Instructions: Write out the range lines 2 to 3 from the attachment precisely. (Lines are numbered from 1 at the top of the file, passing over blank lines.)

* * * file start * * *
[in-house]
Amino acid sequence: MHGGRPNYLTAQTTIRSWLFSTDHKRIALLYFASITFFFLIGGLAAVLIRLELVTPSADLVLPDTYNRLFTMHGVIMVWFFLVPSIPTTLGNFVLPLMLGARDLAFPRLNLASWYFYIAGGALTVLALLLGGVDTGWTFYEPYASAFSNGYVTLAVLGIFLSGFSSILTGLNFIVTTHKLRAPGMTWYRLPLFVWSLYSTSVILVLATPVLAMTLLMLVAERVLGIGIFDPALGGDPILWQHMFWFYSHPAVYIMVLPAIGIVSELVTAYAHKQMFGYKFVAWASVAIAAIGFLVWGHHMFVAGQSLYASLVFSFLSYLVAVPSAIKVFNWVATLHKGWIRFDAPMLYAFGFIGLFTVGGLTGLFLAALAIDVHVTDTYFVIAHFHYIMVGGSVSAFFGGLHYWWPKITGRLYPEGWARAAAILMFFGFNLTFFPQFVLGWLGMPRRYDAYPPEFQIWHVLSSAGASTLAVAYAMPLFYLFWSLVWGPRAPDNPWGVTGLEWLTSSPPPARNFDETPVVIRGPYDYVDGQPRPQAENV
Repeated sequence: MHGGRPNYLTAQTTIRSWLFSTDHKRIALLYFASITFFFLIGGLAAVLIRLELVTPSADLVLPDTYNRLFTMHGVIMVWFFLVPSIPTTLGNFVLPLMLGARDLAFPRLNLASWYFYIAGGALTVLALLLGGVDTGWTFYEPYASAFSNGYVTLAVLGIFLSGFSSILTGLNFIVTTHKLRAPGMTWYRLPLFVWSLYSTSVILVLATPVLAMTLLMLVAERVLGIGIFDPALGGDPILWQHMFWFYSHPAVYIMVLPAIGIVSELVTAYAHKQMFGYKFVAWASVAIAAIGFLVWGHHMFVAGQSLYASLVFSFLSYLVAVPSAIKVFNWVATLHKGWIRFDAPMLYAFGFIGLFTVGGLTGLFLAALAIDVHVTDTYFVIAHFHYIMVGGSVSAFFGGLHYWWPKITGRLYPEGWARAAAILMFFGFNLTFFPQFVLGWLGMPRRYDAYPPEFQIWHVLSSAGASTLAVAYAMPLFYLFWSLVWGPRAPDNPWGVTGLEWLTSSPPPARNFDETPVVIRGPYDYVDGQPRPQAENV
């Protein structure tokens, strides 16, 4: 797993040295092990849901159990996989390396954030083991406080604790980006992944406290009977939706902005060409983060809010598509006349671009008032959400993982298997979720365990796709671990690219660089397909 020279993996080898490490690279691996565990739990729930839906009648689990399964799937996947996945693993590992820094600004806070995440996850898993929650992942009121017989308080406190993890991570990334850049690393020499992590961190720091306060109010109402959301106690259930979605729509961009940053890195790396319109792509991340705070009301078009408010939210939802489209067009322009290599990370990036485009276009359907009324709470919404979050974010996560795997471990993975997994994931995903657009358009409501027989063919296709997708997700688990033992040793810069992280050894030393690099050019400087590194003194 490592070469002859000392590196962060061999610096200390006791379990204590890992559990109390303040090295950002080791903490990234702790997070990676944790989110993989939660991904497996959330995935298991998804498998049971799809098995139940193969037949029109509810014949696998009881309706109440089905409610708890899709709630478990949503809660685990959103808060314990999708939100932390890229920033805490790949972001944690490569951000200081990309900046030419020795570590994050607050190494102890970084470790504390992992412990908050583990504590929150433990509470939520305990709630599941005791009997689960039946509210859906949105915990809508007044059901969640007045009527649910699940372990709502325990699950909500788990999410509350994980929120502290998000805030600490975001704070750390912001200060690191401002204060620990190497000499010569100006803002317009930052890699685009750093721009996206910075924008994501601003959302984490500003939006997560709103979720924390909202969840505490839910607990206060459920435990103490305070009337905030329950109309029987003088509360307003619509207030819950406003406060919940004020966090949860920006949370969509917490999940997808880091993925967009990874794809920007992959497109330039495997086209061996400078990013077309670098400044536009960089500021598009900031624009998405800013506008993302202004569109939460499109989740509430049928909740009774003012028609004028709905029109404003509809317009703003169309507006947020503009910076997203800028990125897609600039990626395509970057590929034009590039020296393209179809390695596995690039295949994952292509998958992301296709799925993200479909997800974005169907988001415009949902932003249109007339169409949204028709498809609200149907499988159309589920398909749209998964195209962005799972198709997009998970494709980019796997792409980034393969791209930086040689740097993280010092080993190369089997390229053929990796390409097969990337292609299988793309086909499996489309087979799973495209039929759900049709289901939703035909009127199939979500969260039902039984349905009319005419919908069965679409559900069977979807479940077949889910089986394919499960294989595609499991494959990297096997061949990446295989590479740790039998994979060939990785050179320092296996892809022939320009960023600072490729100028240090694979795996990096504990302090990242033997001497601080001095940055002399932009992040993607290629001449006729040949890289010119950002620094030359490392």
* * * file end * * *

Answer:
Amino acid sequence: MHGGRPNYLTAQTTIRSWLFSTDHKRIALLYFASITFFFLIGGLAAVLIRLELVTPSADLVLPDTYNRLFTMHGVIMVWFFLVPSIPTTLGNFVLPLMLGARDLAFPRLNLASWYFYIAGGALTVLALLLGGVDTGWTFYEPYASAFSNGYVTLAVLGIFLSGFSSILTGLNFIVTTHKLRAPGMTWYRLPLFVWSLYSTSVILVLATPVLAMTLLMLVAERVLGIGIFDPALGGDPILWQHMFWFYSHPAVYIMVLPAIGIVSELVTAYAHKQMFGYKFVAWASVAIAAIGFLVWGHHMFVAGQSLYASLVFSFLSYLVAVPSAIKVFNWVATLHKGWIRFDAPMLYAFGFIGLFTVGGLTGLFLAALAIDVHVTDTYFVIAHFHYIMVGGSVSAFFGGLHYWWPKITGRLYPEGWARAAAILMFFGFNLTFFPQFVLGWLGMPRRYDAYPPEFQIWHVLSSAGASTLAVAYAMPLFYLFWSLVWGPRAPDNPWGVTGLEWLTSSPPPARNFDETPVVIRGPYDYVDGQPRPQAENV
Repeated sequence: MHGGRPNYLTAQTTIRSWLFSTDHKRIALLYFASITFFFLIGGLAAVLIRLELVTPSADLVLPDTYNRLFTMHGVIMVWFFLVPSIPTTLGNFVLPLMLGARDLAFPRLNLASWYFYIAGGALTVLALLLGGVDTGWTFYEPYASAFSNGYVTLAVLGIFLSGFSSILTGLNFIVTTHKLRAPGMTWYRLPLFVWSLYSTSVILVLATPVLAMTLLMLVAERVLGIGIFDPALGGDPILWQHMFWFYSHPAVYIMVLPAIGIVSELVTAYAHKQMFGYKFVAWASVAIAAIGFLVWGHHMFVAGQSLYASLVFSFLSYLVAVPSAIKVFNWVATLHKGWIRFDAPMLYAFGFIGLFTVGGLTGLFLAALAIDVHVTDTYFVIAHFHYIMVGGSVSAFFGGLHYWWPKITGRLYPEGWARAAAILMFFGFNLTFFPQFVLGWLGMPRRYDAYPPEFQIWHVLSSAGASTLAVAYAMPLFYLFWSLVWGPRAPDNPWGVTGLEWLTSSPPPARNFDETPVVIRGPYDYVDGQPRPQAENV